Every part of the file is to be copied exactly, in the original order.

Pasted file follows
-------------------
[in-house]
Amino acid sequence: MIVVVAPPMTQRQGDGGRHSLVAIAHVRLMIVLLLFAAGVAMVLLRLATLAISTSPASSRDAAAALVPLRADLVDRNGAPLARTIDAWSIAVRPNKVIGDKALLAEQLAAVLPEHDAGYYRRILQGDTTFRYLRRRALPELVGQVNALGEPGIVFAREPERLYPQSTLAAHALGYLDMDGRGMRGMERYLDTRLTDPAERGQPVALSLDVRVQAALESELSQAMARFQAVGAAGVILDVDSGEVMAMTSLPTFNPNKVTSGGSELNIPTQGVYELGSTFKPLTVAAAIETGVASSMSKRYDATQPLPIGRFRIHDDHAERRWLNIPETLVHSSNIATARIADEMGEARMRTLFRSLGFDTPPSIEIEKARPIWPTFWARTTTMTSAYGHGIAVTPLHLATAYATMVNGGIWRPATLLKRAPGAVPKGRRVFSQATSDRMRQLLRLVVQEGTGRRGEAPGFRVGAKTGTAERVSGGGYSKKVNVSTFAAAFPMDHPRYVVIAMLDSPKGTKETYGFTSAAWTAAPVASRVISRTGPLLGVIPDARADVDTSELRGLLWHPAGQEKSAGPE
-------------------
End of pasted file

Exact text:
[in-house]
Amino acid sequence: MIVVVAPPMTQRQGDGGRHSLVAIAHVRLMIVLLLFAAGVAMVLLRLATLAISTSPASSRDAAAALVPLRADLVDRNGAPLARTIDAWSIAVRPNKVIGDKALLAEQLAAVLPEHDAGYYRRILQGDTTFRYLRRRALPELVGQVNALGEPGIVFAREPERLYPQSTLAAHALGYLDMDGRGMRGMERYLDTRLTDPAERGQPVALSLDVRVQAALESELSQAMARFQAVGAAGVILDVDSGEVMAMTSLPTFNPNKVTSGGSELNIPTQGVYELGSTFKPLTVAAAIETGVASSMSKRYDATQPLPIGRFRIHDDHAERRWLNIPETLVHSSNIATARIADEMGEARMRTLFRSLGFDTPPSIEIEKARPIWPTFWARTTTMTSAYGHGIAVTPLHLATAYATMVNGGIWRPATLLKRAPGAVPKGRRVFSQATSDRMRQLLRLVVQEGTGRRGEAPGFRVGAKTGTAERVSGGGYSKKVNVSTFAAAFPMDHPRYVVIAMLDSPKGTKETYGFTSAAWTAAPVASRVISRTGPLLGVIPDARADVDTSELRGLLWHPAGQEKSAGPE